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Competency to Stand Trial

The competence to stand trial is an important part of the judicial process. Houlé (2009) encourages the need for offenders to defend themselves in a fair process, which relies on their competence to stand trial. The competence to stand trial is also protected by the US constitution because defendants not only need to have a rational but factual understanding of the trial process. In the same manner, Latzer & McCord (2010) demonstrate the need for defendants to consult with their lawyers and exhibit a significant level of understanding for the proceedings. This process relies on their competence to stand trial.

Juveniles and mentally disabled patients do not have the competence to stand trial. For example, a defendant who suffers from schizophrenia does not have the right grasp of reality to consult (adequately) with the defense lawyers for a fair trial. In this regard, Houlé (2009) believes that they should be deemed incompetent to stand trial. Similarly, minors do not have the maturity to reason fairly with their lawyers (or the prosecution) and therefore, they may find themselves at a disadvantaged position in the trial process. Similarly, they do not have the competence to stand trial in this regard too. Houlé (2009) reports that statistically the numbers of courts, which have declared juveniles (on a case-by-case basis) to be competent to stand trial, have increased. Usually, when a court says, juveniles are incompetent to stand trial; the offenders are tried in juvenile courts. Mentally ill patients are taken to mental hospitals where they are treated and expected to stand trial later (Latzer & McCord, 2010).

Insanity

Research studies done by Houlé (2009) show that mentally retarded patients plead insanity as a defense against crimes they committed when they were mentally ill. Insanity is often a defense that is often used by defense lawyers representing mentally ill patients, as opposed to defense lawyers representing juveniles. Therefore, insanity is a defense against mental illness as opposed to defense for juveniles. Houlé (2009) explains that mentally ill patients do not have the right cognitive development that ‘normal’ people have. Therefore, their crimes may not warrant capital punishment, like defendants who have a strong cognitive understanding of their crimes.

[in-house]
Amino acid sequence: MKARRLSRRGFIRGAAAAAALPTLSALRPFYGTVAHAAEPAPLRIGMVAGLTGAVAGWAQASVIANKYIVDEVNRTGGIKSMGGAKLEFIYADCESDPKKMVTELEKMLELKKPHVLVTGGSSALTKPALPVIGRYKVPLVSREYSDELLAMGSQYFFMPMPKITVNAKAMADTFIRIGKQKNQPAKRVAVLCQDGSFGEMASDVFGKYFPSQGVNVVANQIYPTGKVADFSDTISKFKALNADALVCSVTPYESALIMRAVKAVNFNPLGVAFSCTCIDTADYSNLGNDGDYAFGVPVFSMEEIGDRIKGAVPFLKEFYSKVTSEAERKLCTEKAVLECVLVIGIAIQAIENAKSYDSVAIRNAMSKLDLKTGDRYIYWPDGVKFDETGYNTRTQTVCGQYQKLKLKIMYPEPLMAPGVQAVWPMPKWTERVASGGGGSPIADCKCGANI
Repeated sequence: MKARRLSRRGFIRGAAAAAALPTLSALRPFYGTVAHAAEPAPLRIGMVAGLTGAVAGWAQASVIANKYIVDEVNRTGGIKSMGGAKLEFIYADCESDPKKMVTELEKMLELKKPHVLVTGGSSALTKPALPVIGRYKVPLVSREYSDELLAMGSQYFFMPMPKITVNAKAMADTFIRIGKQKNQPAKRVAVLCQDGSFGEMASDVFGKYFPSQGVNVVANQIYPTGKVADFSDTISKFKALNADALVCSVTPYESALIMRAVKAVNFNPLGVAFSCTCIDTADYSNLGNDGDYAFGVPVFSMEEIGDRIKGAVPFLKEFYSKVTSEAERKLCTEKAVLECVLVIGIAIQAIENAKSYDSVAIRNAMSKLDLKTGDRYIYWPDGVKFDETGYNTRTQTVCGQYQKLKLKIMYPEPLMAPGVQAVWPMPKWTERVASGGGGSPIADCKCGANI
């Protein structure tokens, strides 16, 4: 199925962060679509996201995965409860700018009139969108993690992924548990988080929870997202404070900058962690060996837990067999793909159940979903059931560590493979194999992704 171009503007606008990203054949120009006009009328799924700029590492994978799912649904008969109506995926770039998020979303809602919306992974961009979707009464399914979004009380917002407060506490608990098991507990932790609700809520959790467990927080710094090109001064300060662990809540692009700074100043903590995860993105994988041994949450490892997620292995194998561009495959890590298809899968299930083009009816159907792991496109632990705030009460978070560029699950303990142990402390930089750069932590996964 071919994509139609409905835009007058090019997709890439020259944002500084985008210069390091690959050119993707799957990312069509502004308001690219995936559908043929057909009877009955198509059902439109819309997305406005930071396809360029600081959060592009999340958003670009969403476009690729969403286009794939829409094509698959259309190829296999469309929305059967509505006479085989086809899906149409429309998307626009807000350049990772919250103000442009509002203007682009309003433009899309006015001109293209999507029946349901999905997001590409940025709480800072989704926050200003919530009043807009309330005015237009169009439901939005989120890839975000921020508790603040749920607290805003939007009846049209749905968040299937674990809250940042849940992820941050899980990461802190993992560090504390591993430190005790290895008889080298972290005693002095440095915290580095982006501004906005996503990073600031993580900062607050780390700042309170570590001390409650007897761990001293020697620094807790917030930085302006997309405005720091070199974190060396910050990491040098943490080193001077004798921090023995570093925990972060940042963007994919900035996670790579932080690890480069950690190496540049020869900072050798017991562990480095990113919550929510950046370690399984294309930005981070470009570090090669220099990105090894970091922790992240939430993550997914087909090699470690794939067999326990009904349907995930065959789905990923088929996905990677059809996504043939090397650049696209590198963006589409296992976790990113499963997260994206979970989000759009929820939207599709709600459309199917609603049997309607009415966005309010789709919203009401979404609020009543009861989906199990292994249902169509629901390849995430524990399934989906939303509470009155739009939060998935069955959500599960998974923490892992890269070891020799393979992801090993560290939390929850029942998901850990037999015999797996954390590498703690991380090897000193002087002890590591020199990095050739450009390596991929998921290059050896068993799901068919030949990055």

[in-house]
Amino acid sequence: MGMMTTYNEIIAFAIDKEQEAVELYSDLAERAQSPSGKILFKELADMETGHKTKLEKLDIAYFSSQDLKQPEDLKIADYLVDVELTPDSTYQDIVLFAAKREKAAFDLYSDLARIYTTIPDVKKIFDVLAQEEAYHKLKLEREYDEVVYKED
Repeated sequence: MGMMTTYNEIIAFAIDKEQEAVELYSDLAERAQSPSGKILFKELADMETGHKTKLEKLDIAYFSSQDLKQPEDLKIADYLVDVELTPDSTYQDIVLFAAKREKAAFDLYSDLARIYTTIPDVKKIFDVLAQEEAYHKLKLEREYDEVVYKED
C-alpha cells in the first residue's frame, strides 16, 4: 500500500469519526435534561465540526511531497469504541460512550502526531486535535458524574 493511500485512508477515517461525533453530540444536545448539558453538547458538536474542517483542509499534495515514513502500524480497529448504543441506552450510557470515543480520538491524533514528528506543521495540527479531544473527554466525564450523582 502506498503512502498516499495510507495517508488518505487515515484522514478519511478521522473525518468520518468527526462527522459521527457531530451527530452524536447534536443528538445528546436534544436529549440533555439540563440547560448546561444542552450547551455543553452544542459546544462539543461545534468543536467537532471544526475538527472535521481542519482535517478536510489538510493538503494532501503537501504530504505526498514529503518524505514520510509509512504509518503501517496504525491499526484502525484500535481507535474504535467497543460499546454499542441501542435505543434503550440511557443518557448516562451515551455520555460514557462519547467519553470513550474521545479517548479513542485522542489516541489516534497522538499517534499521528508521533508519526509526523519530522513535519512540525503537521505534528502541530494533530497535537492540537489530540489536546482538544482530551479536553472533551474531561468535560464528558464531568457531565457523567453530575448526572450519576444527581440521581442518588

Recently, there has been a growing trend for American courts to decline insanity as a defense for mentally ill patients, but according to Houlé (2009); this trend is unfair to the quest for justice (for mentally ill patients). It is often the duty of the courts to establish a defendant’s mental state (to know whether insanity can be used as a defense or not). Abstractly, the court tries to establish whether the defendant understood what he or she was doing when they were committing the crime.

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According to Houlé (2009), the consistent decline of insanity defenses within the country’s judicial system is a threat for the defense of mentally ill patients because there are strong empirical evidence to show that mentally ill patients could be insane and therefore, fail to understand what they are doing when they commit a crime. Perhaps, the greatest public awareness case (involving insanity as a defense) was the acquittal of John Hinckley when he was accused of attempting to assassinate a US president (Houlé, 2009). Despite the public outcry and the legislative outrage against this ruling, it was very important for the courts to appear fair to all the parties. There should not be an open trend depicting the continual refusal to recognize insanity as a defense because mentally ill patients may not have the proper understanding of the crimes they commit. In this regard, Houlé (2009) believes that it is only right for courts to recognize insanity as a defense more so when the crime committed is a capital offense.

Ability to Form Criminal Intent

Courts are required to establish that a defendant can form criminal intent before exposing them to capital punishment. Houlé (2009) says Juveniles and mentally retarded offenders do not have the right cognitive skills that would enable them to commit crimes intentionally. Juveniles (for example) are usually vulnerable to the control of other influential people in their lives who may force them (or trick) into committing criminal offenses. For example, studies investigating the activities of criminal gangs have reported cases of children peddling drugs and committing other criminal offenses without understanding the implications of their actions (Latzer & McCord, 2010). Juveniles may therefore commit a crime to meet social or peer obligations without knowing the implications of their actions. To this extent, courts need to consider the defendant’s ability to form criminal intent.

Houlé (2009) explains that mentally ill patients are also rarely found to have the intention to commit capital offenses. In a disturbing case involving Clark v Arizona (which happened in 2006), a court prevented the defendants from submitting evidence to prove that they did not have the intention to kill a police officer (Latzer & McCord, 2010). This ruling was however changed because a new court declared that the Arizona court had no authority to prevent the defendant from submitting evidence to show that he did not have the intention to kill a police officer. It is therefore important to realize that mentally ill patients and juveniles often do not have the intention to commit criminal offenses because they are vulnerable.

Mitigation